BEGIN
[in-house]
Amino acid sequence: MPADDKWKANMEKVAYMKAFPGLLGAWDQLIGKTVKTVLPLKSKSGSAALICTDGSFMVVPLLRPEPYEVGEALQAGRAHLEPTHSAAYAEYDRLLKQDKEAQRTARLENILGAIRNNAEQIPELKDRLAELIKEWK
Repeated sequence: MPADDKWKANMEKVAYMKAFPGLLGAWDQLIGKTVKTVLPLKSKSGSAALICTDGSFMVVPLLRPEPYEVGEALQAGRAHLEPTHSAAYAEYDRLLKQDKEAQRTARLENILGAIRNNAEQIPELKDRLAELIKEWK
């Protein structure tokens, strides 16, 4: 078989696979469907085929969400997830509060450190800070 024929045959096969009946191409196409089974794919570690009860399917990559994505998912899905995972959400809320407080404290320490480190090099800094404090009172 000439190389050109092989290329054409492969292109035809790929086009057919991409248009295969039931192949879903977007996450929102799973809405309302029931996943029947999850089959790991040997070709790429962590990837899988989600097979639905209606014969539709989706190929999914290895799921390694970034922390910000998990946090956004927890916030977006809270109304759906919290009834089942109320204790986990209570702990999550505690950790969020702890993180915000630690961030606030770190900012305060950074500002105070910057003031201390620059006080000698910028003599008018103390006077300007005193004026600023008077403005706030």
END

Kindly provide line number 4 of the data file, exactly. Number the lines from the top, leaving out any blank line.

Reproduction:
């Protein structure tokens, strides 16, 4: 078989696979469907085929969400997830509060450190800070 024929045959096969009946191409196409089974794919570690009860399917990559994505998912899905995972959400809320407080404290320490480190090099800094404090009172 000439190389050109092989290329054409492969292109035809790929086009057919991409248009295969039931192949879903977007996450929102799973809405309302029931996943029947999850089959790991040997070709790429962590990837899988989600097979639905209606014969539709989706190929999914290895799921390694970034922390910000998990946090956004927890916030977006809270109304759906919290009834089942109320204790986990209570702990999550505690950790969020702890993180915000630690961030606030770190900012305060950074500002105070910057003031201390620059006080000698910028003599008018103390006077300007005193004026600023008077403005706030």